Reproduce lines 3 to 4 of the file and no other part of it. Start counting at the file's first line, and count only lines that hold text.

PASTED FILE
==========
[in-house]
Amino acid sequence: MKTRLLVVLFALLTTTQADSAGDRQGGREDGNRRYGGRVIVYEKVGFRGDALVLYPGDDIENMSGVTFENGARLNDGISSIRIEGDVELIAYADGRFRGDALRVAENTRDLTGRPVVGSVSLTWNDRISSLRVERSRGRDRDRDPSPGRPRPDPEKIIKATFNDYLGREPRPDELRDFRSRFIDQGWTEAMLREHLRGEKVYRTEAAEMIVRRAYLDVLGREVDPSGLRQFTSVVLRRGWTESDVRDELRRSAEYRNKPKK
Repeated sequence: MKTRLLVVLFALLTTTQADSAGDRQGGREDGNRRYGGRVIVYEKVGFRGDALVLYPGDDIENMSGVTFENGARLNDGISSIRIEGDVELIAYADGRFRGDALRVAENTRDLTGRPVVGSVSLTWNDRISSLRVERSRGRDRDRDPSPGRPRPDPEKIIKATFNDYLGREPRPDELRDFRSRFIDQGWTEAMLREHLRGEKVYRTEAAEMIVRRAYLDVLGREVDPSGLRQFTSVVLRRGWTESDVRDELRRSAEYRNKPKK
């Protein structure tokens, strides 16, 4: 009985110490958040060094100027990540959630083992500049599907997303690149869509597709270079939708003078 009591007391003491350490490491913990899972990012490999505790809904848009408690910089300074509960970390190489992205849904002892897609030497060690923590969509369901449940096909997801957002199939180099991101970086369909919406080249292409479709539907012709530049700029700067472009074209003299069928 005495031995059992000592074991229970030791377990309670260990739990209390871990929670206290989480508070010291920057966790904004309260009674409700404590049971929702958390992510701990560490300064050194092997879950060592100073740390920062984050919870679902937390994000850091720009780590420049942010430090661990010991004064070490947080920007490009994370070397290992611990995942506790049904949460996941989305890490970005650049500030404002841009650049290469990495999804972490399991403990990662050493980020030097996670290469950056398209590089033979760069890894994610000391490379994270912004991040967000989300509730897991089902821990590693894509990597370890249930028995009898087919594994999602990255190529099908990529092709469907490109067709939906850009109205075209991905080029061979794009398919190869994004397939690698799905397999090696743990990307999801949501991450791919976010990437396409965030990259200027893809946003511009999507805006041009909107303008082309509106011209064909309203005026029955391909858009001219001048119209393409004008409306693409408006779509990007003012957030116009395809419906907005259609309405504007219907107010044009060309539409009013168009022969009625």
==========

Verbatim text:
Repeated sequence: MKTRLLVVLFALLTTTQADSAGDRQGGREDGNRRYGGRVIVYEKVGFRGDALVLYPGDDIENMSGVTFENGARLNDGISSIRIEGDVELIAYADGRFRGDALRVAENTRDLTGRPVVGSVSLTWNDRISSLRVERSRGRDRDRDPSPGRPRPDPEKIIKATFNDYLGREPRPDELRDFRSRFIDQGWTEAMLREHLRGEKVYRTEAAEMIVRRAYLDVLGREVDPSGLRQFTSVVLRRGWTESDVRDELRRSAEYRNKPKK
């Protein structure tokens, strides 16, 4: 009985110490958040060094100027990540959630083992500049599907997303690149869509597709270079939708003078 009591007391003491350490490491913990899972990012490999505790809904848009408690910089300074509960970390190489992205849904002892897609030497060690923590969509369901449940096909997801957002199939180099991101970086369909919406080249292409479709539907012709530049700029700067472009074209003299069928 005495031995059992000592074991229970030791377990309670260990739990209390871990929670206290989480508070010291920057966790904004309260009674409700404590049971929702958390992510701990560490300064050194092997879950060592100073740390920062984050919870679902937390994000850091720009780590420049942010430090661990010991004064070490947080920007490009994370070397290992611990995942506790049904949460996941989305890490970005650049500030404002841009650049290469990495999804972490399991403990990662050493980020030097996670290469950056398209590089033979760069890894994610000391490379994270912004991040967000989300509730897991089902821990590693894509990597370890249930028995009898087919594994999602990255190529099908990529092709469907490109067709939906850009109205075209991905080029061979794009398919190869994004397939690698799905397999090696743990990307999801949501991450791919976010990437396409965030990259200027893809946003511009999507805006041009909107303008082309509106011209064909309203005026029955391909858009001219001048119209393409004008409306693409408006779509990007003012957030116009395809419906907005259609309405504007219907107010044009060309539409009013168009022969009625």